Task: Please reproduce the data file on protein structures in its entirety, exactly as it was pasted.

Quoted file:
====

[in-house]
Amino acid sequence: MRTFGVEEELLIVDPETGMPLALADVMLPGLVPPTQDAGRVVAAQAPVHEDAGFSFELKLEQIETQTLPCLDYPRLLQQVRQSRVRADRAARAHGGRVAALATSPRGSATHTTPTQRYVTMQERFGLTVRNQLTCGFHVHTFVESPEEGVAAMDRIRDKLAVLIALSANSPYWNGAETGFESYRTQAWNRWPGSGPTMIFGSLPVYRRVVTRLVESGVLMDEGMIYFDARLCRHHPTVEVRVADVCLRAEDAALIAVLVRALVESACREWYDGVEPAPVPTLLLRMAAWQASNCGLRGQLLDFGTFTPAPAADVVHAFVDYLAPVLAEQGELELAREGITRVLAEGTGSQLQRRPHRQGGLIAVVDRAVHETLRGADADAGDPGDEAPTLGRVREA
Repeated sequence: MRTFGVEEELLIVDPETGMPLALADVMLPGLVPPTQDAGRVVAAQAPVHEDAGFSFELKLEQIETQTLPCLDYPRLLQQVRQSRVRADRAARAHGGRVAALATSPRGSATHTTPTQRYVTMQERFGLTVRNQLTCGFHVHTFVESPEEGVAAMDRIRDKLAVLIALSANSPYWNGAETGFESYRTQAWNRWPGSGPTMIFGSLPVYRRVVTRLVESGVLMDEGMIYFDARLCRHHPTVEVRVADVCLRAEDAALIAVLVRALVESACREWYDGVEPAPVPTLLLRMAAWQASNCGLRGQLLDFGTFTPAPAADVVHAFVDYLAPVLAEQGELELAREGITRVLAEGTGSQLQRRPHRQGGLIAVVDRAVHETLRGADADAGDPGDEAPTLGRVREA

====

[in-house]
Amino acid sequence: MRTFGVEEELLIVDPETGMPLALADVMLPGLVPPTQDAGRVVAAQAPVHEDAGFSFELKLEQIETQTLPCLDYPRLLQQVRQSRVRADRAARAHGGRVAALATSPRGSATHTTPTQRYVTMQERFGLTVRNQLTCGFHVHTFVESPEEGVAAMDRIRDKLAVLIALSANSPYWNGAETGFESYRTQAWNRWPGSGPTMIFGSLPVYRRVVTRLVESGVLMDEGMIYFDARLCRHHPTVEVRVADVCLRAEDAALIAVLVRALVESACREWYDGVEPAPVPTLLLRMAAWQASNCGLRGQLLDFGTFTPAPAADVVHAFVDYLAPVLAEQGELELAREGITRVLAEGTGSQLQRRPHRQGGLIAVVDRAVHETLRGADADAGDPGDEAPTLGRVREA
Repeated sequence: MRTFGVEEELLIVDPETGMPLALADVMLPGLVPPTQDAGRVVAAQAPVHEDAGFSFELKLEQIETQTLPCLDYPRLLQQVRQSRVRADRAARAHGGRVAALATSPRGSATHTTPTQRYVTMQERFGLTVRNQLTCGFHVHTFVESPEEGVAAMDRIRDKLAVLIALSANSPYWNGAETGFESYRTQAWNRWPGSGPTMIFGSLPVYRRVVTRLVESGVLMDEGMIYFDARLCRHHPTVEVRVADVCLRAEDAALIAVLVRALVESACREWYDGVEPAPVPTLLLRMAAWQASNCGLRGQLLDFGTFTPAPAADVVHAFVDYLAPVLAEQGELELAREGITRVLAEGTGSQLQRRPHRQGGLIAVVDRAVHETLRGADADAGDPGDEAPTLGRVREA